Dealing with Impostor Syndrome: Tips from the UCSD Faculty

Allison Chan
Published in
7 min readNov 7, 2020
Photo by Rainier Ridao on Unsplash

During our first general body meeting of Fall Quarter, we had a panel of professors and lecturers discuss their experiences being a part of the LGBTQIA+ community alongside their professional and academic lives. We had a great conversation about Impostor Syndrome and ways to combat it: here is the article based on their responses. Thank you to all the professors who shared their stories and advice!

What is Impostor Syndrome?

Impostor Syndrome is the persistent feeling that everyone else around you knows what they are doing while you have no clue. Even when you do get good results, you chalk up your achievements to luck or to other people. It’s being afraid to try out new things for fear of being “found out” that you aren’t the intelligent, accomplished person that people thought you were.

Left unchecked, Impostor Syndrome can leave you feeling isolated as you are afraid to be vulnerable and reach out. Your self-esteem becomes fragile; accomplishments seem to mean little while set-backs seem to be the end of the world. You stop yourself from pursuing opportunities, thinking that you wouldn’t be able to reach them anyways.

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Useful Perspectives to Keep in Mind

Impostor Syndrome Defined

The very definition of Impostor Syndrome implies that these patterns of thoughts aren’t realistic or helpful. But, what if you are actually unqualified? What if your accomplishments are due to luck?

That may be, but that doesn’t stop your level of self esteem from influencing your life. Why are your present accomplishments so tied to your self-worth? Is there a better way to think about it?

Growth Mindset

Having a growth mindset means you understand that your current abilities aren’t fixed, but they are all skills that can be developed over time through experience.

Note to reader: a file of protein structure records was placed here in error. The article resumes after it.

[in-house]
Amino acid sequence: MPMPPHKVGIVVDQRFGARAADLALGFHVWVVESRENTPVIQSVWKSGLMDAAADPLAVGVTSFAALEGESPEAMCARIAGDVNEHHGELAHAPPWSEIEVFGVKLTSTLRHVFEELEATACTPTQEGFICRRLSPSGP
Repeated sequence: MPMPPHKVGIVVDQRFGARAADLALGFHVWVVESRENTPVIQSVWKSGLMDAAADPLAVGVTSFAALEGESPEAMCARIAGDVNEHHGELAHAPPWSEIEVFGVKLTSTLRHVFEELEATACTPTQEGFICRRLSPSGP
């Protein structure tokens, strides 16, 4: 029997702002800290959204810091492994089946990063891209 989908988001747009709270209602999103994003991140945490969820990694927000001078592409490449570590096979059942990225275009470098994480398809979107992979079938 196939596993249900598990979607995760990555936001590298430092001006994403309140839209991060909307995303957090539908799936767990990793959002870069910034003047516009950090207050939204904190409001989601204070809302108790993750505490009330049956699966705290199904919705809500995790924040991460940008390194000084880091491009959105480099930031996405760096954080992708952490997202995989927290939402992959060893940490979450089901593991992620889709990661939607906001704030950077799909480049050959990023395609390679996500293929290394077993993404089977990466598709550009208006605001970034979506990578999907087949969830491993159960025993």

Sure, things might not be the greatest at this very moment, but there is always potential for growth. You can treat every experience as an opportunity to measure where you are at and where you can improve.

If you have a growth mindset, it doesn’t make sense to base your self worth off of your current abilities. Why should you be upset that you aren’t doing well when you can improve? Your present skill level is just that, your present skill level. It says nothing about your worth as a person or your future potential.

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How do you talk to yourself? Would you be okay talking to your friend in the same way? How would you respond if your friend talked to you like that?

Most of us talk to ourselves in ways that are completely unacceptable to say to others. We criticize and berate ourselves for not being good enough, while not recognizing how hard we are working or the circumstances that we may be in.

How would starting to talk more kindly to yourself affect the way you feel? How might it put into perspective the things that you are actually going through? It is not only an exercise in learning to be kind, but also in realizing the truth of how things really are.

Good Enough is Good Enough

Do you ever see something someone else has made: a video, a website, a blog, an essay, anything, that you think is terrible? Be real, there is some really low quality content out there. And that’s okay. The people who made it are still going through their lives, maybe even getting better from the experience they gained.

My point is, it’s okay to put something out there even if it’s not perfect. What’s the worst that could happen and what could you stand to gain from the process? People could point out that it’s bad in which case you gain more knowledge on where to improve. Or, they could give you some positive feedback which is always nice. There are no bad options.

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Concrete Actions You Can Take

Up until now, we’ve been talking about different perspectives you can consider, but here are some ways that you can implement those thoughts into action.

1. Reach out to others

One big issue that comes with Impostor Syndrome is the feeling of isolation. You think you’re the only one feeling this way so you don’t reach out. Go against the fear and talk to someone about it. It’s very likely that they have been feeling the same way. And if not, they will be happy that you trusted them enough to tell them and offer you support.